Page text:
Research Papers: Gas Turbines: Cycle Innovations

Comparative Study of Two Low CO2 Emission Power Generation System Options With Natural Gas Reforming

[+] Author and Article Information
Na Zhang1

 Institute of Engineering Thermophysics, Chinese Academy of Sciences, Beijing 100080, P.R.C.zhangna@mail.etp.ac.cn

Noam Lior

Department of Mechanical Engineering and Applied Mechanics, University of Pennsylvania, Philadelphia, PA 19104-6315


Corresponding author.

J. Eng. Gas Turbines Power 130(5), 051701 (Jun 13, 2008) (11 pages) doi:10.1115/1.2904895 History: Received October 17, 2007; Revised October 18, 2007; Published June 13, 2008

Two power plant schemes that reduce CO2 emission and employ natural gas reforming were analyzed and discussed. The first one integrates natural gas reforming technology for efficiency improvement with an oxy-fuel combined power system (OXYF-REF), with water as the main work fluid. The reforming heat is obtained from the available turbine exhaust heat, and the produced syngas is used as fuel with oxygen as the oxidizer. The turbine working fluid can expand down to a vacuum, producing a high-pressure ratio and thus more net work. The second system integrates natural gas reforming in a precombustion decarbonization scheme using chemical absorption technology for the CO2 removal (PCD-REF). The gas turbine is the conventional air-based one with compressor intercooling. Supplementary combustion is employed to elevate the turbine exhaust temperature and thus achieve a much higher methane conversion rate (96.9%). Both systems involve internal heat recuperation from gas turbine exhausts, and particular attention has been paid to the integration of the heat recovery chain to reduce the related exergy destruction. The systems are simulated and their thermal efficiency, overall and component exergy losses, and CO2 removal capacity are compared. The OXYF-REF system has a higher energy efficiency, of 51.4%, and higher CO2 removal, but the product CO2 has lower purity, of 84%. The PCD-REF system has a thermal efficiency of 46%, the captured CO2 is 99% pure, and the CO2 specific emission is 58.5gkWh.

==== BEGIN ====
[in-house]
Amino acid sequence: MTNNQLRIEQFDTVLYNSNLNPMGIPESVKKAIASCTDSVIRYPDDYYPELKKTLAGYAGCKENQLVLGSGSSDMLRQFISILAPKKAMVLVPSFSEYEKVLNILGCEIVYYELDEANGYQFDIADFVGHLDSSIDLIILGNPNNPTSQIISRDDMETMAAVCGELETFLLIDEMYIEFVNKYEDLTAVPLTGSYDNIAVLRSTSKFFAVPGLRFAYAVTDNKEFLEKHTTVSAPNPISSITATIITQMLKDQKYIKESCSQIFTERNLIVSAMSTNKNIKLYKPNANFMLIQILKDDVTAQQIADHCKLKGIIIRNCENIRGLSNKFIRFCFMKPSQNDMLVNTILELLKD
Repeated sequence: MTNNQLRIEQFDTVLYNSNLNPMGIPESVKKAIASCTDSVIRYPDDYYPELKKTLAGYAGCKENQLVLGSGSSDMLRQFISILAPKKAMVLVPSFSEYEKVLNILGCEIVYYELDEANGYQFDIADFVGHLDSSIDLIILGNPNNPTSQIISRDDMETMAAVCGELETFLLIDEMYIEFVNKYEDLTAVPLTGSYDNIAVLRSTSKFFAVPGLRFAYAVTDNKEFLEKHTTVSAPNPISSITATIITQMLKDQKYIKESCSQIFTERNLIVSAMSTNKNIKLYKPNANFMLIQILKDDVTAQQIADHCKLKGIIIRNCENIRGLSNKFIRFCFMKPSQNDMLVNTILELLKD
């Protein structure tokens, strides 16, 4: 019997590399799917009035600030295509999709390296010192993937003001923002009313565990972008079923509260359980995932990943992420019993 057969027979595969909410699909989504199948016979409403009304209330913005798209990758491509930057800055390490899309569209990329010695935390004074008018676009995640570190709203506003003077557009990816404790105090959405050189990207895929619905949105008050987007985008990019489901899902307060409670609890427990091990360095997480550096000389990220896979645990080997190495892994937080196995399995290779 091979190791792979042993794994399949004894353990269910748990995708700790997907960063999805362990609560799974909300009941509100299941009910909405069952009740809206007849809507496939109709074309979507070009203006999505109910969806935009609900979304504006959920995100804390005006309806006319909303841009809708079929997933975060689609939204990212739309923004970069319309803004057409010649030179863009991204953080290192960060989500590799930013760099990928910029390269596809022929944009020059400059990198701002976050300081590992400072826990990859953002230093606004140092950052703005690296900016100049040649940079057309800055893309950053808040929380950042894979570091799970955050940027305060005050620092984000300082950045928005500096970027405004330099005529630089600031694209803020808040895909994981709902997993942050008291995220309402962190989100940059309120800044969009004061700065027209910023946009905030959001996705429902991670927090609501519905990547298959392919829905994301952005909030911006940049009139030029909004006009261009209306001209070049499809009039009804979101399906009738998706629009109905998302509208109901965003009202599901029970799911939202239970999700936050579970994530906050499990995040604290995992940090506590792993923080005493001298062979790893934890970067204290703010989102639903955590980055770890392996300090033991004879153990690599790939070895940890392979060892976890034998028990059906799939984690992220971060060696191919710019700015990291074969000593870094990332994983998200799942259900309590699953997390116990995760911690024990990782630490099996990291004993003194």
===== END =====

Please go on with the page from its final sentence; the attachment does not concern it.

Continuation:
Copyright © 2008 by American Society of Mechanical Engineers
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Figure 1

Methane conversion rate predicted by chemical equilibrium

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Figure 2

Process flowsheet of Configuration I: OXYF-REF

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Figure 3

Process flowsheet of Configuration II: PCD-REF

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Figure 4

(a) EUD in the reforming section of the OXYF-REF cycle and (b) EUD in the reforming section of the PCD-REF cycle

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Figure 5

(a) EUD in the turbine exhaust heat recovery process of the OXYF-REF cycle and (b) EUD in the heat recovery process of the PCD-REF cycle




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